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Volumetric laser endomicroscopy features of dysplasia at the gastric cardia in Barrett’s oesophagus: results from an observational cohort study
  1. Arvind J Trindade1,
  2. Kara L Raphael1,
  3. Sumant Inamdar1,
  4. Molly Stewart1,
  5. Joshua Berkowitz1,
  6. Anil Vegesna1,
  7. Matthew J McKinley1,
  8. Petros C Benias1,
  9. Allon Kahn2,
  10. Cadman L Leggett3,
  11. Calvin Lee1,
  12. Divyesh V Sejpal1,
  13. Arvind Rishi1
  1. 1Division of Gastroenterology, Zucker School of Medicine at Hofstra/Northwell, Long Island Jewish Medical Center, Northwell Health System, New Hyde Park, New York, USA
  2. 2Division of Gastroenterology and Hepatology, Mayo Clinic, Scottsdale, Arizona, USA
  3. 3Division of Gastroenterology and Hepatology, Mayo Clinic, Rochester, Minnesota, USA
  1. Correspondence to Dr Arvind J Trindade; arvind.trindade{at}


Objective Volumetric laser endomicroscopy (VLE) is an advanced imaging modality used in Barrett’s oesophagus (BE) to help identify dysplasia in the oesophagus. VLE criteria exist for oesophageal dysplasia but not for dysplasia in the gastric cardia. The aim of this study was to determine if there are in vivo VLE features that can predict gastric cardia dysplasia in BE.

Design This was a single-centre observational cohort study from August 2016 to August 2018. Patients were included if they had BE, were undergoing a VLE exam as standard of care, and had a suspicious target laser marked at the gastric cardia. The following VLE features were correlated to histology to determine if an association existed between histology subtype and VLE feature: wide crypts, irregular surface, one large isolated gland, multiple glands, and complex glands.

Results A total of 110 in vivo gastric cardia targets in 77 patients with BE were analysed. The following abnormalities were identified: 61 wide crypts, 34 isolated glands, 16 irregular surfaces, 15 multiple glands, and 11 complex glands. Complex glands were the only VLE feature that correlated to any histology subtype. They were present in 71% of targets with high-grade dysplasia (HGD), T1a cancer or T1b cancer and had a sensitivity, specificity, and accuracy of 71%, 99%, and 85%, respectively. Of the 10 patients with complex glands on VLE and HGD/cancer on histology, 4 had a normal-appearing mucosa (40%) on endoscopy.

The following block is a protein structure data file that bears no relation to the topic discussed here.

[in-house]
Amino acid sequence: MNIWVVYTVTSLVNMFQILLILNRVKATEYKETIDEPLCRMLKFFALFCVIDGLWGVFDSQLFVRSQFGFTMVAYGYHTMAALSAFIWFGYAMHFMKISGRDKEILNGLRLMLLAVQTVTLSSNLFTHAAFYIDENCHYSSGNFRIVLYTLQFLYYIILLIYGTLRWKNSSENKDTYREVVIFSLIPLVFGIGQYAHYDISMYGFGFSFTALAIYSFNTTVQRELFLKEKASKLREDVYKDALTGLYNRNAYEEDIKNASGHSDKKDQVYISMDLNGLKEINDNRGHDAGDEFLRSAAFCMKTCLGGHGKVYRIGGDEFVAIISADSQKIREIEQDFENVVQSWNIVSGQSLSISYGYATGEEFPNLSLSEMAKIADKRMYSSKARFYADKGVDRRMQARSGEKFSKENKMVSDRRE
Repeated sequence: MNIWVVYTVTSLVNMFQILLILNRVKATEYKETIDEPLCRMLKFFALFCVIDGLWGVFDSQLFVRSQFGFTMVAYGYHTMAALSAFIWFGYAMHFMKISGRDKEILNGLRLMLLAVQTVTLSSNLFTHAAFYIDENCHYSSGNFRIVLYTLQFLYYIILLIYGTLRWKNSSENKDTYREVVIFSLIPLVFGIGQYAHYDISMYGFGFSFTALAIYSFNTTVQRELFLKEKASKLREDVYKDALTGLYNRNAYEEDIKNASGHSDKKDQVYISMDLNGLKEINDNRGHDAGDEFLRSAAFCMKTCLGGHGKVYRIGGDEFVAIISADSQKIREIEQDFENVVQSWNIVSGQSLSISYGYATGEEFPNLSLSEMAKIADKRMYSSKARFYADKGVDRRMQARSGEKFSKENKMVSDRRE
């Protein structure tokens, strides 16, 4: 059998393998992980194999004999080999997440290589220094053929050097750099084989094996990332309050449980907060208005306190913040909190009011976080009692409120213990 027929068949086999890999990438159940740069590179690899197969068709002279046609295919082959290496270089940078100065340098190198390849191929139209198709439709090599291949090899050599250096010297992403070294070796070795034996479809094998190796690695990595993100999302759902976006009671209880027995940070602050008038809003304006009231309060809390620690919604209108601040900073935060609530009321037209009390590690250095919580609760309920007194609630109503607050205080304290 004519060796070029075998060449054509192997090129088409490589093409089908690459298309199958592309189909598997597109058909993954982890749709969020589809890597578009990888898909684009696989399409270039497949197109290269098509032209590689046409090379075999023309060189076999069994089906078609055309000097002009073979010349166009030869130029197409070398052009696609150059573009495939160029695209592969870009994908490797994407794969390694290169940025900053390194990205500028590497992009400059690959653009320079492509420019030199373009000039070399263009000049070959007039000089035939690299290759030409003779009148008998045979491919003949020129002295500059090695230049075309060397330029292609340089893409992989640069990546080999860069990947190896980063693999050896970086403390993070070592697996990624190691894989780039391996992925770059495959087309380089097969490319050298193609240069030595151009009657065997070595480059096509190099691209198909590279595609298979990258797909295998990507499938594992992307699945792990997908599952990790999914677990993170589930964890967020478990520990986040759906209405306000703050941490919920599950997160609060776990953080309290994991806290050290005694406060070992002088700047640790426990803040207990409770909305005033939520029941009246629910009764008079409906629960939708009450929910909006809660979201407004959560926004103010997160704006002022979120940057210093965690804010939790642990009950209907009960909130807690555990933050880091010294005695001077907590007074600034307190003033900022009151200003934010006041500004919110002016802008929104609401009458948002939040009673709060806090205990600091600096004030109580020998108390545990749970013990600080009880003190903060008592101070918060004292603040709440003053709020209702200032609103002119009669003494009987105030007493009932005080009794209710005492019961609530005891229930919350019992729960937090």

Conclusion Identification of complex glands on VLE may aid in detection of HGD or early cancer in the gastric cardia in BE. This is particularly important, as dysplasia at the gastric cardia can be difficult to see endoscopically.

  • oesophageal cancer
  • advanced imaging
  • ablation
  • dysplasia

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  • AJT and KLR contributed equally.

  • Contributors Conception and design: AT. Analysis and interpretation of the data: AT, KLR, SI, AR. Drafting of the article: AT, KLR, SI, MS, JB, AV, MMcK, PB, AK, CLeg, CLee, DS, AR. Critical revision of the article for important intellectual content: AT, KLR, SI, MS, JB, AV, MMcK, PB, AK, CLeg, CLee, DS, AR. Final approval of the article: AT, KLR, SI, MS, JB, AV, MMcK, PB, AK, CLeg, CLee, DS, AR.

  • Funding The authors have not declared a specific grant for this research from any funding agency in the public, commercial or not-for-profit sectors.

  • Competing interests None declared.

  • Patient consent for publication Not required.

  • Ethics approval Institutional review board (IRB) approval was granted by the Zucker School of Medicine at Hofstra/Northwell (IRB number 17-0033).

  • Provenance and peer review Not commissioned; externally peer reviewed.

  • Data availability statement Data are available upon reasonable request.

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